For decades, Birmingham, Alabama, was defined by smoking iron and steel foundries, college football rivalries and civil rights–era turmoil. Recently, however, this historic city in the foothills of the southern Appalachians has undergone a revitalization. A new generation knows Birmingham for its growing medical-research and banking industries, for its innovative restaurant scene and for having some of the most adventuresome golf in the South. The Renaissance Ross Bridge Resort, just outside of town, has in only two years become the crown jewel of the state’s Robert Trent Jones Golf Trail. With a mountainous eighteen and a central location, it’s an ideal place to stay on a buddy trip. Several other sporty courses lie within an hour’s drive, and even closer are Birmingham’s bustling Five Points South section and the only Porsche driving school in North America.
Bold Birmingham Golf
Trip Planner: Birmingham
Everything about the Ross Bridge course ($90–$125; 205-949-3085, rtjgolf.com) on the Robert Trent Jones Trail is outsized—it stretches to 8,191 yards from the tips—but there are multiple tees and most of the long holes play downhill. The layout feels like an amphitheater, with some holes soaring to lofty heights and others plunging down. Also in Birmingham is the even more vertiginous Ridge Course at Oxmoor Valley ($40–$62; 205-942-1177, rtjgolf.com), an original stop on the Trail. A recent renovation tempered some of the layout’s more severe greens but not the breathtaking rise and fall of its opening holes. FarmLinks Golf Club ($125; 256-208-7600, farmlinksgolfclub.com) is a Michael Hurdzan/Dana Fry design southeast of Birmingham that doubles as a turf-grass laboratory for superintendents. The course explores every aspect of its 3,500-acre site, spilling over prairie-grass meadows, through pine corridors and even off cliffs. At Limestone Springs ($60–$89; 205-274-4653, limestonesprings.com), northeast of the city, the theme is seclusion: The Jerry Pate–designed course runs through an idyllic wood along a slender valley floor bracketed by mountain ridges.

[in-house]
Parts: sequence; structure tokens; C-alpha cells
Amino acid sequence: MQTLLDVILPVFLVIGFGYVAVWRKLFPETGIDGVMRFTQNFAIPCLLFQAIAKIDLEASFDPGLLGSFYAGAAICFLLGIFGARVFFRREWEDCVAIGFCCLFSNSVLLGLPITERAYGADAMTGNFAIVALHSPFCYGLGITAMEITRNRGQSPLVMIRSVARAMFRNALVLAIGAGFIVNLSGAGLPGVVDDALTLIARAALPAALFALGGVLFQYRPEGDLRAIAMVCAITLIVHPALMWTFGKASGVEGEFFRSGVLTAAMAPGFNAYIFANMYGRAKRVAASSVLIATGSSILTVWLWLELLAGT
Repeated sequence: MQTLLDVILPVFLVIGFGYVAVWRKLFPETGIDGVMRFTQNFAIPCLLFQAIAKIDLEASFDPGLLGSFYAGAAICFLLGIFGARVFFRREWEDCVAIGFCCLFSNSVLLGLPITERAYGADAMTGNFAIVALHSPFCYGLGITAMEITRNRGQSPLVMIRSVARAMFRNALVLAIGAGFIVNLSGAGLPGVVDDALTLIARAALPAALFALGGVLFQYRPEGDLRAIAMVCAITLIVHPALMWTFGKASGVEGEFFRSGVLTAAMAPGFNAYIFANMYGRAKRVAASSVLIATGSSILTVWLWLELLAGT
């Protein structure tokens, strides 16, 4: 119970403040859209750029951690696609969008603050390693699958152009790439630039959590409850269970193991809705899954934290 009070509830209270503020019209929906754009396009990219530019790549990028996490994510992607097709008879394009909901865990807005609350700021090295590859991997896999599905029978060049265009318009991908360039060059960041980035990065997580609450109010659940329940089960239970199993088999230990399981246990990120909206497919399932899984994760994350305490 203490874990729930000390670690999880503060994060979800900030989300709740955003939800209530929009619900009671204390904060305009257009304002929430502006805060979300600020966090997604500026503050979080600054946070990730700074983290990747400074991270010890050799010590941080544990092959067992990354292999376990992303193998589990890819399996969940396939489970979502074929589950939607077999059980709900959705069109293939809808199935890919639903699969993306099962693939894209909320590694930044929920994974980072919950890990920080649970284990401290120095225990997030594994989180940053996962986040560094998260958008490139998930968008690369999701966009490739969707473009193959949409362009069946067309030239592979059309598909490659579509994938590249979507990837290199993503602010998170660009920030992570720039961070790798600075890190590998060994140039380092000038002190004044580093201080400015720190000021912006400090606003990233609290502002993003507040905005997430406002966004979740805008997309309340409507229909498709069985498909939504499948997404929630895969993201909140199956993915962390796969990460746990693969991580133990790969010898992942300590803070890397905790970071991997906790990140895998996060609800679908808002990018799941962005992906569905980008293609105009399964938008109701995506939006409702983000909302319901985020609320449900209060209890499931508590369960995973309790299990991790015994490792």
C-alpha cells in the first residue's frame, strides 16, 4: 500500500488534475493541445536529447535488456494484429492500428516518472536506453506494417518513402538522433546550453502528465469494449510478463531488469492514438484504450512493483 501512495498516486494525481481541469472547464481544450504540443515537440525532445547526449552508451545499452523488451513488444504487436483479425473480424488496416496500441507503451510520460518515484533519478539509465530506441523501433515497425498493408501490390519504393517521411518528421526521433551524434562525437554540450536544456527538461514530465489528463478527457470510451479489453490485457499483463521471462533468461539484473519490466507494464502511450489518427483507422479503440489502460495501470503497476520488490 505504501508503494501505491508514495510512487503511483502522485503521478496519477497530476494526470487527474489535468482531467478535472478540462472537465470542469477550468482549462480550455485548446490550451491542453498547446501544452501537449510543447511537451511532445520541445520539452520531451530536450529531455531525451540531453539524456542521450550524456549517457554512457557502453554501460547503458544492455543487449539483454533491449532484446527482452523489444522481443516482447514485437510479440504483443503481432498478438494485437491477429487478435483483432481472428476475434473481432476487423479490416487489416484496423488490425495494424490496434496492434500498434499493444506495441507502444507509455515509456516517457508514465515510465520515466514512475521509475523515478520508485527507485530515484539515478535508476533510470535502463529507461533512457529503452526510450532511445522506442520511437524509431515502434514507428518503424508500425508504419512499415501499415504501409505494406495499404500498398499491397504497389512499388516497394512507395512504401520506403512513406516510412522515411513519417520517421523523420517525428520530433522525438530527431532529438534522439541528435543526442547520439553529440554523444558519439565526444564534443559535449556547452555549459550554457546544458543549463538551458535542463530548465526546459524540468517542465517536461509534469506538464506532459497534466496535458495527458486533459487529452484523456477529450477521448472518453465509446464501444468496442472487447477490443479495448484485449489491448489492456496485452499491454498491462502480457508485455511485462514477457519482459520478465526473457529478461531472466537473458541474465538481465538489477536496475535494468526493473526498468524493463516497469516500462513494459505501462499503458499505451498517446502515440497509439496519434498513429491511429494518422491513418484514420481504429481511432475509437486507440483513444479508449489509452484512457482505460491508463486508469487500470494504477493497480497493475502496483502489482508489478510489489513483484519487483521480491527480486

Central Alabama’s first destination resort, Renaissance Ross Bridge Golf Resort & Spa (from $179 per night; 205-916-7677, rossbridgeresort.com) is an imperial 259-room hotel modeled after the Fairmont Banff Springs. Among other amenities, there’s a cocktail deck overlooking the pool— the perfect place to kick back with a beer after a round.
The decor at Dreamland Bar-B-Que (205-933-2133, dreamlandbbq.com) is modest and the lines are often long, but the ribs speak for themselves. The smoky whole or half racks at this beloved joint come slathered in a wonderfully tangy sauce. Upscale Highlands Bar and Grill (205-939-1400, highlandsbarandgrill.com), in the entertainment district known as Five Points South, has earned national acclaim for its skillful use of local ingredients. The stone-ground baked grits with ham, mushrooms, thyme and Parmigiano-Reggiano are exquisite, and the hopping bar is one of the best around.
If you don’t own a Porsche, here’s your chance to drive one. At the Porsche Sport Driving School (888-204-7474, porschedriving.com), racecar drivers will coach you in the high-speed maneuvering of a 911 Carrera, a Boxster or other model along the 2.4-mile, sixteen-turn track at Barber Motorsports Park. Packages are available through Ross Bridge Resort. Also take a tour of Rickwood Field (800-742-5966, rickwood.com), America’s oldest ballpark, opened in 1910. The former home of the Negro Leagues’ Black Barons, it’s a restored time capsule, complete with advertisements on the outfield walls in vintage styles from the 1920s through the 1950s.